In March 2017, I was sitting at the outpatients ward at St Giles Hospital when a grey-haired Fijian walked in with his wife. He immediately came over and said “I know you.” I took one look at him and said, “Setoki!” We had not seen each other for 35 years but we still remembered each other. That is what USP has lost, the intimacy of the student population that transcended ethnic, cultural and linguistic barriers.

As part of the process of writing this short piece, I stationed myself at the Laucala Campus and observed the dynamics, demographics and movement of students. I hardly saw students from the different countries walk and sit together outside the classroom. They always mingled in their own island groups. Even Solomon Islands students, who are the second highest student group at USP have different associations often affiliated with their language groups. This is to be lamented. The University is where they should build a strong regional and national identity, but this is not happening. The Dining Hall and accommodation arrangements like what we had in First Hall should be reintroduced.

As we mark the 50th Anniversary of USP, we also lament how USP has somewhat lost its strong tradition in Pacific Islands studies. It used to be the bastion of publications on all matters pertaining to the Pacific Islands. We had the late emeritus Professor ‘Papa’ Ron Crocombe who was a prolific publisher and supporter of Pacific Islands scholarship when he was in charge of the Institute of Pacific Studies. It had a global reputation par excellence on all aspects about the Pacific Islands. It is somewhat ironic that the University that was established as a focal point for Pacific Islands leadership, training and scholarship has lost the mantle that it once carried.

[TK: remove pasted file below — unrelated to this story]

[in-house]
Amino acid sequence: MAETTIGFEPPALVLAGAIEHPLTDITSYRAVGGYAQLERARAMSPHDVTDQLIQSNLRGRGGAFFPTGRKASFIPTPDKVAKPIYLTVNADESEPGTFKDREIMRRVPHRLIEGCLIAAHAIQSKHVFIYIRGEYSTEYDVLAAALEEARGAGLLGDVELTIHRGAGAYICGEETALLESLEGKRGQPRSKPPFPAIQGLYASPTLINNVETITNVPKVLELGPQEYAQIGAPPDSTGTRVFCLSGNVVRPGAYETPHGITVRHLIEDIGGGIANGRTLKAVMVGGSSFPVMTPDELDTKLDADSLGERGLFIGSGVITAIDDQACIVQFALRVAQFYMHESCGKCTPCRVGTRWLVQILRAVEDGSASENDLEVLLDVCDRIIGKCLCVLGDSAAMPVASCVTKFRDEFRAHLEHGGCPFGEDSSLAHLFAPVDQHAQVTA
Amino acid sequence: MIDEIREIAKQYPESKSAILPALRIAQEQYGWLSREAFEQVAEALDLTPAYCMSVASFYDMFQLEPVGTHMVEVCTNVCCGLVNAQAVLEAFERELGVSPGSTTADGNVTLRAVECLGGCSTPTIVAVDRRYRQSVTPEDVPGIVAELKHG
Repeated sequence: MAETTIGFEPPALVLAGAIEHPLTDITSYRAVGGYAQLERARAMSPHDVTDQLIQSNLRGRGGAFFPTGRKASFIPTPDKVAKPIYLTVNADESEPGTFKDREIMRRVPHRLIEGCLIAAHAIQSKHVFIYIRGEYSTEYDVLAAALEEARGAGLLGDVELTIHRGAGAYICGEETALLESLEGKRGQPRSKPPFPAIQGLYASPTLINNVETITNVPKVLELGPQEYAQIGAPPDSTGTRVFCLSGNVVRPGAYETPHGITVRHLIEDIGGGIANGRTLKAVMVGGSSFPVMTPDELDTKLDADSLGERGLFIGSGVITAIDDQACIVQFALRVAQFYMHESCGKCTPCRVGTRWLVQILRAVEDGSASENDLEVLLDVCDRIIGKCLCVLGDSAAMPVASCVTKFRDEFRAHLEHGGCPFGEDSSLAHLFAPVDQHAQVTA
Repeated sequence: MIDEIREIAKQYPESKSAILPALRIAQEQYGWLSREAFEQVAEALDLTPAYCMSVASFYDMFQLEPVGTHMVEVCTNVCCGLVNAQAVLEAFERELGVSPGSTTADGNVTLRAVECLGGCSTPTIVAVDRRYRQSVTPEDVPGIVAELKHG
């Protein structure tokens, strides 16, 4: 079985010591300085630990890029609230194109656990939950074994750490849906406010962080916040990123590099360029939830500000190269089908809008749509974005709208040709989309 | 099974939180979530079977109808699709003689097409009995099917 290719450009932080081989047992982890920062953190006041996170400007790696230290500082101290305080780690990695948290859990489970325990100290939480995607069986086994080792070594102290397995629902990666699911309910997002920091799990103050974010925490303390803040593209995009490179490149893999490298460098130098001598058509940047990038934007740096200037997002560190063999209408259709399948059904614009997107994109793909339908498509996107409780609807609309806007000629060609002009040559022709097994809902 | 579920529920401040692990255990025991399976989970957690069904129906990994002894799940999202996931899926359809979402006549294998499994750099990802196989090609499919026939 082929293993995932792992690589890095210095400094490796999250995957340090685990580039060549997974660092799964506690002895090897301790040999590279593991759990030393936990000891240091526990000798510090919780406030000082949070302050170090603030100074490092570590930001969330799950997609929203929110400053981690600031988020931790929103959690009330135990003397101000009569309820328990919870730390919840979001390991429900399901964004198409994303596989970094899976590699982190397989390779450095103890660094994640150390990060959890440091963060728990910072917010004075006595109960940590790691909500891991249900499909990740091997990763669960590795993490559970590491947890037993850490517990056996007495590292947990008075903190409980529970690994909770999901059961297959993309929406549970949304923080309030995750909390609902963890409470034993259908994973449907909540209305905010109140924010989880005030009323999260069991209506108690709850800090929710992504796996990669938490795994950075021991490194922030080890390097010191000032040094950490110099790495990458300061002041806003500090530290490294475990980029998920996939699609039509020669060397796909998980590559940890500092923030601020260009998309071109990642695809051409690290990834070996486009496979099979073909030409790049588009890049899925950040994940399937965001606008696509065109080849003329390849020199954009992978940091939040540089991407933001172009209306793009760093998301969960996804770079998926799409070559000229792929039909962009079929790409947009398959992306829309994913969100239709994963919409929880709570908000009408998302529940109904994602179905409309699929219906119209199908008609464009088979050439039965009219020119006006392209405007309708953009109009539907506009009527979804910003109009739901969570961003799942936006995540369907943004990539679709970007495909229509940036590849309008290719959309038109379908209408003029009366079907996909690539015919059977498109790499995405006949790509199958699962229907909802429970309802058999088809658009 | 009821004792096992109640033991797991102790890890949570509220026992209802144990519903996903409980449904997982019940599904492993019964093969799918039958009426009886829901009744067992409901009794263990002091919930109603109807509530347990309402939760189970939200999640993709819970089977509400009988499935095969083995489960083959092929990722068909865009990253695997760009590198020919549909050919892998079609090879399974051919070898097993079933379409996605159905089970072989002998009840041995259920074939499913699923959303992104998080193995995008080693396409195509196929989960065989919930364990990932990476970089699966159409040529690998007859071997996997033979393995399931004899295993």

It is a travesty that in the pursuit of economic rationalisation and efficiencies that there is no longer any centre of excellence with a world class reputation that focusses in depth, breath and length on Pacific Islands studies. Granted there are various centres that focus on different issues that impact on the Pacific Islands such as the PaCE-SD which is a centre for excellence in environmental education, research and community engagement around climate in the Pacific Island Region, but there is no dedicated centre of international repute around Pacific Island studies. This is to be lamented and a regrettable facet of these celebrations.